You probably already hear a lot about investing using an index fund vs. ETFs. Both are cheap, and both can be used to own whole markets.
Beyond that, things can get fuzzy. There are some very detailed breakdowns of the differences, largely on tax matters. And you can catch up on the specific advantages of ETFs at sites such as MoneyCrashers.com.
But let’s assume you are invested in index funds in your IRA or your workplace 401k. Why bother looking at ETFs? Here are a few reasons:
1. No commissions!
This is a biggie. If you happen to buy an index fund run by your own brokerage, the fee might be zero. But if you buy, say, a Vanguard Fund in a Fidelity or Schwab account, get ready to fork over some money, perhaps $50 each way.
If you are a set-it-and-forget person, that won’t hurt much. If you rebalance among funds frequently, though, it adds up. Meanwhile, ETFs are largely commission-free these days or cost very little, typically $7.95 a trade.
2. Usually more liquidity
Index funds are mutual funds. When you go to buy or sell, you will get end-of-day pricing. The price won’t be radically different from what you expect. But that’s no way to trade if you own several accounts and juggle five to seven asset classes among them.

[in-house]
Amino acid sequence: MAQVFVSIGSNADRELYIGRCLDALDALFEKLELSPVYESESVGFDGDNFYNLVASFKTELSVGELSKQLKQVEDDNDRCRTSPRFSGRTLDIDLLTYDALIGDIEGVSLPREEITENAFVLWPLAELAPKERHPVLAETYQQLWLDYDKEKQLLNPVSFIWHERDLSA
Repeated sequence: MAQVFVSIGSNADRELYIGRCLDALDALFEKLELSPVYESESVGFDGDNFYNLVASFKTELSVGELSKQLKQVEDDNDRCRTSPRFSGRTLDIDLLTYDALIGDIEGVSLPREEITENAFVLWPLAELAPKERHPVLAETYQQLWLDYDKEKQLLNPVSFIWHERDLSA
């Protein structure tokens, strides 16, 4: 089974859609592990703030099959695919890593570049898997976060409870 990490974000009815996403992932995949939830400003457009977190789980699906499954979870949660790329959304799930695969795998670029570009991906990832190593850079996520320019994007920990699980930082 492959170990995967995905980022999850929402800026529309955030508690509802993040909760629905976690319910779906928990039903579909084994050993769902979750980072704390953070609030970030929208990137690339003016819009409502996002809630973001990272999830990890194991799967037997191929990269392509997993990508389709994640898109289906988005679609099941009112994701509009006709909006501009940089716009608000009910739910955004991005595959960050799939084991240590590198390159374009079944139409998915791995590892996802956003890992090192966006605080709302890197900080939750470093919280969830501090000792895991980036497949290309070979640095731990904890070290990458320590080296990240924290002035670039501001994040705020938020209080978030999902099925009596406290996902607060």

Liquidity in an ETF means that if you go to sell it for $28 a share, you will get very close to $28, maybe off by hundredths of a cent either way. Not all ETFs are liquid, but the ones tracking the most common indices will be.
3. Typically cheaper to own
There’s been a price war among ETF providers that isn’t being echoed, yet, among index fund providers. A commonly used S&P 500 index fund these days goes for an expense ratio of 0.28%. A comparable ETF has an expense ratio of 0.05%. Quite a gap.
4. More choices
We would never advise that you buy some of the more esoteric leveraged ETFs on the market. Almost nobody needs to play the price of sugar minute-to-minute using an exchange-traded fund. Seriously.
However, it is nice that you can be invested in a variety of asset classes quite cheaply through ETFs. Index fund providers try to keep up with demand for mid-cap, specialty and real estate funds, but it’s just more attractive to many investors to have the flexibility of an ETF. Consequently, there are more choices.
5. Cash flow to you
If you buy an index fund, you won’t have to hassle with what to do about the incoming dividends. They get reinvested for you. For many long-term investors, that’s a feature.
However, if you plan to rebalance frequently using cash, ETFs are going to send you the money to invest as you see fit. Thankfully, you’ll be doing so mostly commission-free.